Ectothermic Philosophy of Acid-Base Balance to Prevent Fibrillation During Hypothermia

George M. Kroncke, MD; Ronald D. Nichols, CCP; John T. Mendenhall, MD; P. David Myerowitz, MD; James R. Starling, MD
Arch Surg. 1986;121(3):303-304. doi:10.1001/archsurg.1986.01400030057009.
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• In the ectotherms, or cold-blooded animals, carbon dioxide pressure decreases (Pco2) and pH increases as body temperature falls. This tends to increase coronary blood flow and prevent fibrillation. This concept was investigated in 181 consecutive patients undergoing open heart surgery of all types. In 121 cases, endothermic (warm-blooded) temperaturecorrected normal values of pH, Pco2, and oxygen pressure were maintained during extracorporeal circulation as the perfusate temperature was lowered to 24 °C prior to aortic crossclamping and administration of blood cardioplegia solution. In 49 patients (40%), ventricular fibrillation occurred prior to cross-clamping. In the other 60 consecutive cases, in which the ectothermic principle of cooling was applied, the Pco2 was allowed to decrease from 50 to 40 mm Hg and the nontemperature-corrected pH rose from 7.28 to 7.42. Fibrillation occurred in only 12 (20%) of these 60 patients.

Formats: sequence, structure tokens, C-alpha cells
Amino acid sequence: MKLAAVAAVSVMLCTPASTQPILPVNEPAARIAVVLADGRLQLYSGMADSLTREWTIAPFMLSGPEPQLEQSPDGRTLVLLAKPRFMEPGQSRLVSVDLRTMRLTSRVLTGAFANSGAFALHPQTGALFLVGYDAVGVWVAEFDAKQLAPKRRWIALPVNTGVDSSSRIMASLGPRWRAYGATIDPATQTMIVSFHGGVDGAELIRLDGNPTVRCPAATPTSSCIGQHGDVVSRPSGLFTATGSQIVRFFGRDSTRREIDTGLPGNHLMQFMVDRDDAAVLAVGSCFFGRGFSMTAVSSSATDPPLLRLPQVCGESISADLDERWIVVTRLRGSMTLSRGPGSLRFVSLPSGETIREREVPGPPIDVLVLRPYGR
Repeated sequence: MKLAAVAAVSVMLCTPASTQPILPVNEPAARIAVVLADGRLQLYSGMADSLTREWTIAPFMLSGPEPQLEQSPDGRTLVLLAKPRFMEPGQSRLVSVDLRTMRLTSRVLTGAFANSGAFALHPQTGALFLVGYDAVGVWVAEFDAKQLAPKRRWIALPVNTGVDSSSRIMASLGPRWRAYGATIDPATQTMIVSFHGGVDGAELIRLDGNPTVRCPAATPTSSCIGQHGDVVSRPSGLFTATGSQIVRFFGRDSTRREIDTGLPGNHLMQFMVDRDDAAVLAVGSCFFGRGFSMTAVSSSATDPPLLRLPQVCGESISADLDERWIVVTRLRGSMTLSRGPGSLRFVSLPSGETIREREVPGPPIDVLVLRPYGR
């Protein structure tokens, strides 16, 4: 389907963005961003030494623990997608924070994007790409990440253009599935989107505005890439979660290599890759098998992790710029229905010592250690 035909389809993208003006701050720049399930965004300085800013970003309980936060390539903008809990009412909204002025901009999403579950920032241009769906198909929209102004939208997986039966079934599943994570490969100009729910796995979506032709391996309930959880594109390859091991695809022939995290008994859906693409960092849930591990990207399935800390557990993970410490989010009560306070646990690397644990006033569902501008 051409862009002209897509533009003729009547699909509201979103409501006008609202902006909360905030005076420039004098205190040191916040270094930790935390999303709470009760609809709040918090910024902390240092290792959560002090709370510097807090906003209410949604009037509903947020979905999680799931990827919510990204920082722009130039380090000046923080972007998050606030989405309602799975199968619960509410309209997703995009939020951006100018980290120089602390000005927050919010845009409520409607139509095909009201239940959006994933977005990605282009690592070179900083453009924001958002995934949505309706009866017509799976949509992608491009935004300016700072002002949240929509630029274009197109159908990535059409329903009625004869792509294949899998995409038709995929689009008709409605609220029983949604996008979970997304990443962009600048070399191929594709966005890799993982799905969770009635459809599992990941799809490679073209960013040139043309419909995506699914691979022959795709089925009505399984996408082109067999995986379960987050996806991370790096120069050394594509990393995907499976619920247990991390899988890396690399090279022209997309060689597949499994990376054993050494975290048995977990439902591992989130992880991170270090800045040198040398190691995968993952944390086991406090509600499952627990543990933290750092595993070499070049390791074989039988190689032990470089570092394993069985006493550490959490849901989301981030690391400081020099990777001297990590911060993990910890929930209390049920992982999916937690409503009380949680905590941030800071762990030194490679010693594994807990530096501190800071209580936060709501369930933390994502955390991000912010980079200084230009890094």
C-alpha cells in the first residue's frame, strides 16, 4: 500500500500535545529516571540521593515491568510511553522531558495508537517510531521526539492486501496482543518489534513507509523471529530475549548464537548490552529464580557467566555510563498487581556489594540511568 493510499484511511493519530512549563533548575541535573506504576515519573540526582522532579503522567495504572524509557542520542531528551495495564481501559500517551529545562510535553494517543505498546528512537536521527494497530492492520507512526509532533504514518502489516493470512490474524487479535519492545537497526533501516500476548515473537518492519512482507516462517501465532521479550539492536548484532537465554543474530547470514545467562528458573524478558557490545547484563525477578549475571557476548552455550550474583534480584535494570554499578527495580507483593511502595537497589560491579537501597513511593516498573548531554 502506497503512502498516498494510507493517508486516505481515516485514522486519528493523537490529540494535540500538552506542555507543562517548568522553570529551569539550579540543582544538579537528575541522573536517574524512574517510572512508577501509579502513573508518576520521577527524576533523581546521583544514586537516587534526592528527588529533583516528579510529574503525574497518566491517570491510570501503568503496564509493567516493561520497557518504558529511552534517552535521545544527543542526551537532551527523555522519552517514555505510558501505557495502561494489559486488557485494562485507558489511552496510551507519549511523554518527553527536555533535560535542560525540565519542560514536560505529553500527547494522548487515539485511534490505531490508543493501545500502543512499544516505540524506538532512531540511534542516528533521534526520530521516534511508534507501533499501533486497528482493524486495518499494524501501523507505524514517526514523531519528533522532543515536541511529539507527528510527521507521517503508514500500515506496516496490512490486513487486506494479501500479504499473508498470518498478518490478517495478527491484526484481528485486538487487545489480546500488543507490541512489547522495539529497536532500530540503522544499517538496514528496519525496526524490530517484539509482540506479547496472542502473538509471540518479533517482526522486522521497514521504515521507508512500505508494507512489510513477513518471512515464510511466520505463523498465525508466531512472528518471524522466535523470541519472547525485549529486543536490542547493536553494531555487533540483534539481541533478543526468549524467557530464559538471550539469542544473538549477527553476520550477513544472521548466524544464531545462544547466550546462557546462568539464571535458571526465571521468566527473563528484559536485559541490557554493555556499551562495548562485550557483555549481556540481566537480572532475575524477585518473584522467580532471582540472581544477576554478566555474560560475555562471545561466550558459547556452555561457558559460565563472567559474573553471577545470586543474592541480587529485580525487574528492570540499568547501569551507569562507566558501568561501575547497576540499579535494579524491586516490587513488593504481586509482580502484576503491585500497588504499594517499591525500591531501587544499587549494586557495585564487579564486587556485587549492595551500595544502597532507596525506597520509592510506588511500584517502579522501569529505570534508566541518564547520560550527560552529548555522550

(Arch Surg 1986;121:303-304)


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